by Gaston Thys
|Died||5 May 1890 (aged 92)|
Joseph-Nicolas Robert-Fleury (8 August 1797 – 5 May 1890) was a French painter.
Born in Cologne, he was sent by his family to Paris, and after travelling in Italy returned to France and made his first appearance at the Salon in 1824; his reputation, however, was not established until three years later, when he exhibited Tasso at the Convent of Saint Onophrius.
Endowed with a vigorous original talent, and with a vivid imagination, especially for the tragic incidents of history, he soon rose to fame, and in 1850 succeeded François Granet as member of the Académie des Beaux-Arts. In 1855, he was appointed professor and in 1863 director of the École des Beaux-Arts, and in the following year he went to Rome as director of the French Academy in that city.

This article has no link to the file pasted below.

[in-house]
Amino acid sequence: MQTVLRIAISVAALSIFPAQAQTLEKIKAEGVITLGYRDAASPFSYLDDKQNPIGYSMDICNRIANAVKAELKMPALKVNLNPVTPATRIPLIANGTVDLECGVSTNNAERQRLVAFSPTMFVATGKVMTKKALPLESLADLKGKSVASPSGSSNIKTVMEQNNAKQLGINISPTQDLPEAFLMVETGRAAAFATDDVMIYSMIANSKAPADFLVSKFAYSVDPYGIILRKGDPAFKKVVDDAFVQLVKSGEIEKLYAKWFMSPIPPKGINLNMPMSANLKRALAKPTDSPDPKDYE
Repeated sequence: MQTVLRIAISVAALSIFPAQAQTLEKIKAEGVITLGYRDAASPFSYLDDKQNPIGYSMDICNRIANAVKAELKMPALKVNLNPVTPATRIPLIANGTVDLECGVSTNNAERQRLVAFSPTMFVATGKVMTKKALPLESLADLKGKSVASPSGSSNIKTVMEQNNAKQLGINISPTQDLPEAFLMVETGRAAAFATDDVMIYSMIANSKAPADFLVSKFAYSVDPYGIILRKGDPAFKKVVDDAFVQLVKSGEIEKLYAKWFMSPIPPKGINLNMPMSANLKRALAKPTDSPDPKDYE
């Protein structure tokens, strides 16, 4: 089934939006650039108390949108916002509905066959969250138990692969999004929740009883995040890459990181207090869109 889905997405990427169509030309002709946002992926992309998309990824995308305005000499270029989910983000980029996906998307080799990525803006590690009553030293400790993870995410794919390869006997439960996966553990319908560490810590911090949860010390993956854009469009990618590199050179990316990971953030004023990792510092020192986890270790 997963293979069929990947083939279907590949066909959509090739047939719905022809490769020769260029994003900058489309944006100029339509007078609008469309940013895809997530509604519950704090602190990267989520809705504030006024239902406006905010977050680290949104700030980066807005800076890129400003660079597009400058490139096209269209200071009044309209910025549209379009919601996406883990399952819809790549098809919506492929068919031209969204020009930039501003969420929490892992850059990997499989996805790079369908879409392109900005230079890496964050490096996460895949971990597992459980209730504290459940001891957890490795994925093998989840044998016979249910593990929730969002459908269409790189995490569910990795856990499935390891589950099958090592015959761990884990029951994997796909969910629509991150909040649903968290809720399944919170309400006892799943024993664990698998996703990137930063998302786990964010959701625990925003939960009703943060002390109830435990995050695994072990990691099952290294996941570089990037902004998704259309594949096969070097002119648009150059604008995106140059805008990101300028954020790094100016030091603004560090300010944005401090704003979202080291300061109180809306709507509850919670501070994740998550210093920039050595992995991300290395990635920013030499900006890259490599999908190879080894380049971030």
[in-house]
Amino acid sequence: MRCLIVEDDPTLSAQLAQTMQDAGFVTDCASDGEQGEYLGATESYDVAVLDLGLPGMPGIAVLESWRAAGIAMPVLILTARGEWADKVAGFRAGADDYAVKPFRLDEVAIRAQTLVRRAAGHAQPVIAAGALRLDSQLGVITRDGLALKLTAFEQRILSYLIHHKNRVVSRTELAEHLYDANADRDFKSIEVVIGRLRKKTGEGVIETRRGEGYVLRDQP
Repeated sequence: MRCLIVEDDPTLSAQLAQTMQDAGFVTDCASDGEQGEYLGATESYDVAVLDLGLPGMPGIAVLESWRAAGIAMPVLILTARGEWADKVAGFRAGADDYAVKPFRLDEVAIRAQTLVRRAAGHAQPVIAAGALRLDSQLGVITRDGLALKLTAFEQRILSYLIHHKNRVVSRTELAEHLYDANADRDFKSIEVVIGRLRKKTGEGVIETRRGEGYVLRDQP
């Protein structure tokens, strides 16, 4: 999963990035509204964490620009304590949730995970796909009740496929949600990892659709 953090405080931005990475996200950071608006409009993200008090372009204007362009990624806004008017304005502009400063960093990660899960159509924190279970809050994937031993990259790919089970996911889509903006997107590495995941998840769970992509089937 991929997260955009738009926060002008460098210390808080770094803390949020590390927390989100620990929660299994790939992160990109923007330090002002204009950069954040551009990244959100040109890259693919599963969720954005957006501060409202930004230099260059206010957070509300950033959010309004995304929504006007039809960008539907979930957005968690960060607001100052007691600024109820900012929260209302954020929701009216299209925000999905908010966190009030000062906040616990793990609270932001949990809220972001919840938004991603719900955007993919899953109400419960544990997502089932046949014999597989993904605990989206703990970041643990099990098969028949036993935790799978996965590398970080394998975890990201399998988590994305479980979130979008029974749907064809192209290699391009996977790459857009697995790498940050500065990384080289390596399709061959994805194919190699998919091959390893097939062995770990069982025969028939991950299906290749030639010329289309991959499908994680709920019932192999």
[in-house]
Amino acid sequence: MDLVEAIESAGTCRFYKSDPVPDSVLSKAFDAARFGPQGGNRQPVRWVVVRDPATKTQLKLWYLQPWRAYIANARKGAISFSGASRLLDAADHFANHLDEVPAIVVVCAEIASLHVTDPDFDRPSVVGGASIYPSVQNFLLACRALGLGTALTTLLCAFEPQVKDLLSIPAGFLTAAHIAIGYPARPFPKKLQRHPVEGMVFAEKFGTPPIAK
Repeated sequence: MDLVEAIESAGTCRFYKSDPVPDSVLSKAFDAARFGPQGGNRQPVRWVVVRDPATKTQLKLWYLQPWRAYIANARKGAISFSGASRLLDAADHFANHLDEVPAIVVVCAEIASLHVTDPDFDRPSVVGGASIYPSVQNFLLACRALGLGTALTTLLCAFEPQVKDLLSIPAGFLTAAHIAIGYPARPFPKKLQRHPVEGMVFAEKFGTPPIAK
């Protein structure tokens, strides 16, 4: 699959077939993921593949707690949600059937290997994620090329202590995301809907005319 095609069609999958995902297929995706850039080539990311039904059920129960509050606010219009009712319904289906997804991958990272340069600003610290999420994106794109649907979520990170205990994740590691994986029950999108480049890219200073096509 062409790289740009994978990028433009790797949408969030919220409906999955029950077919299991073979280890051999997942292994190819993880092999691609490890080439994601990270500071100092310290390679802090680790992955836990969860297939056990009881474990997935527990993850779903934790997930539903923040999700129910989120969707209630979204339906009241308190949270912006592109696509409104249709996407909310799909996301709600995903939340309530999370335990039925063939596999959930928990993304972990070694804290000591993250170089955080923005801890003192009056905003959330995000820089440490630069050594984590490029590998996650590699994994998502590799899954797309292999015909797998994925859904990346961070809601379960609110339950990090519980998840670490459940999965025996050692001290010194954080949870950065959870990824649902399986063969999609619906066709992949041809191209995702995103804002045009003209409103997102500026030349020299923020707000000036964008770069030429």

Henry IV, After his Assassination
Galileo before the Holy Office
Looting of a house in Giudecca
Scene from the St. Bartholomew's Day massacre
- Joseph-Nicolas Robert-Fleury in the RKD
- Handelsblad (Het) 17-02-1887
- This article incorporates text from a publication now in the public domain: Chisholm, Hugh, ed. (1911). "Robert-Fleury, Joseph Nicolas". Encyclopædia Britannica. 23 (11th ed.). Cambridge University Press. p. 403.
- Media related to Joseph-Nicolas Robert-Fleury at Wikimedia Commons